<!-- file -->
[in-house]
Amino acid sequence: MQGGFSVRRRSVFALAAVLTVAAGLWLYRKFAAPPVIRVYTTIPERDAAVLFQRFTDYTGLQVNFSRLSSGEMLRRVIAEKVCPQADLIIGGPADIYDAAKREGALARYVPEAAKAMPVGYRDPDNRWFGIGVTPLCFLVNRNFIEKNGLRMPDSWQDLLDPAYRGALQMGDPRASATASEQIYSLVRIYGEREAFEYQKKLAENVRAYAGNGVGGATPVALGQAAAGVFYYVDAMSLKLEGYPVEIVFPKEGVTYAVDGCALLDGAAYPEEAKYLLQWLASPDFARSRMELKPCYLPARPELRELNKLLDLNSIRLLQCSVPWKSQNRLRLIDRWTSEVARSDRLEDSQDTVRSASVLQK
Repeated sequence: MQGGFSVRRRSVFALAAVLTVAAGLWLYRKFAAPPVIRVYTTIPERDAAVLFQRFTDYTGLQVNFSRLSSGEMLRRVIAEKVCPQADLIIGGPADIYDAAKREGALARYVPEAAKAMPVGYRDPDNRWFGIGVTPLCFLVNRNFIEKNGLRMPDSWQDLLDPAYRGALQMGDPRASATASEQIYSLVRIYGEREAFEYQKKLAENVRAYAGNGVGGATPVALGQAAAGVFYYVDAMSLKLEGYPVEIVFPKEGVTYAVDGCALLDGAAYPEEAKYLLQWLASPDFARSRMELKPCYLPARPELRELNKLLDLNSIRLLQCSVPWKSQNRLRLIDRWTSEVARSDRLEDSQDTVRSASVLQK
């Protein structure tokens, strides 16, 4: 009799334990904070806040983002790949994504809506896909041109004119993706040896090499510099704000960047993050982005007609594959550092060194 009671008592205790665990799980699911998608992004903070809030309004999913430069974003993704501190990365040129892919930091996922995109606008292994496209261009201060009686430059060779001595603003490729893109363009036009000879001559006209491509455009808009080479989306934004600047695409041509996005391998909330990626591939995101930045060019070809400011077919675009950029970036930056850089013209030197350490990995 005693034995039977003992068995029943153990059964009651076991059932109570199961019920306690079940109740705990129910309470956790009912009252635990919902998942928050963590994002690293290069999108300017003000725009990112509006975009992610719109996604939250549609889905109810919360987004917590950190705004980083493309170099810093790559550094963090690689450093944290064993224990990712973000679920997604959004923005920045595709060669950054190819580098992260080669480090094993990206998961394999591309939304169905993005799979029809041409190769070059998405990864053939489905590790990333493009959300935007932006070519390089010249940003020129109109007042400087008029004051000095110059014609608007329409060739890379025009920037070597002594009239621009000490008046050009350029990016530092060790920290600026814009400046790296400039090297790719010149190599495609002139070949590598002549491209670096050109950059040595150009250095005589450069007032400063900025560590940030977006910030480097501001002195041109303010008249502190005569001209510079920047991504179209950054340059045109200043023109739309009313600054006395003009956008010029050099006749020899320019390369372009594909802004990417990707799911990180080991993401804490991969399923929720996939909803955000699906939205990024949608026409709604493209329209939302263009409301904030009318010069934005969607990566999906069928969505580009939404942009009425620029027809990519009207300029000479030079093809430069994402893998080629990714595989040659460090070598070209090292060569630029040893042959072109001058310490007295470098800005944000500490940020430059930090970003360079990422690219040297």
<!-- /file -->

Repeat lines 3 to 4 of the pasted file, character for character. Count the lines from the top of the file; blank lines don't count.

Repeated sequence: MQGGFSVRRRSVFALAAVLTVAAGLWLYRKFAAPPVIRVYTTIPERDAAVLFQRFTDYTGLQVNFSRLSSGEMLRRVIAEKVCPQADLIIGGPADIYDAAKREGALARYVPEAAKAMPVGYRDPDNRWFGIGVTPLCFLVNRNFIEKNGLRMPDSWQDLLDPAYRGALQMGDPRASATASEQIYSLVRIYGEREAFEYQKKLAENVRAYAGNGVGGATPVALGQAAAGVFYYVDAMSLKLEGYPVEIVFPKEGVTYAVDGCALLDGAAYPEEAKYLLQWLASPDFARSRMELKPCYLPARPELRELNKLLDLNSIRLLQCSVPWKSQNRLRLIDRWTSEVARSDRLEDSQDTVRSASVLQK
């Protein structure tokens, strides 16, 4: 009799334990904070806040983002790949994504809506896909041109004119993706040896090499510099704000960047993050982005007609594959550092060194 009671008592205790665990799980699911998608992004903070809030309004999913430069974003993704501190990365040129892919930091996922995109606008292994496209261009201060009686430059060779001595603003490729893109363009036009000879001559006209491509455009808009080479989306934004600047695409041509996005391998909330990626591939995101930045060019070809400011077919675009950029970036930056850089013209030197350490990995 005693034995039977003992068995029943153990059964009651076991059932109570199961019920306690079940109740705990129910309470956790009912009252635990919902998942928050963590994002690293290069999108300017003000725009990112509006975009992610719109996604939250549609889905109810919360987004917590950190705004980083493309170099810093790559550094963090690689450093944290064993224990990712973000679920997604959004923005920045595709060669950054190819580098992260080669480090094993990206998961394999591309939304169905993005799979029809041409190769070059998405990864053939489905590790990333493009959300935007932006070519390089010249940003020129109109007042400087008029004051000095110059014609608007329409060739890379025009920037070597002594009239621009000490008046050009350029990016530092060790920290600026814009400046790296400039090297790719010149190599495609002139070949590598002549491209670096050109950059040595150009250095005589450069007032400063900025560590940030977006910030480097501001002195041109303010008249502190005569001209510079920047991504179209950054340059045109200043023109739309009313600054006395003009956008010029050099006749020899320019390369372009594909802004990417990707799911990180080991993401804490991969399923929720996939909803955000699906939205990024949608026409709604493209329209939302263009409301904030009318010069934005969607990566999906069928969505580009939404942009009425620029027809990519009207300029000479030079093809430069994402893998080629990714595989040659460090070598070209090292060569630029040893042959072109001058310490007295470098800005944000500490940020430059930090970003360079990422690219040297």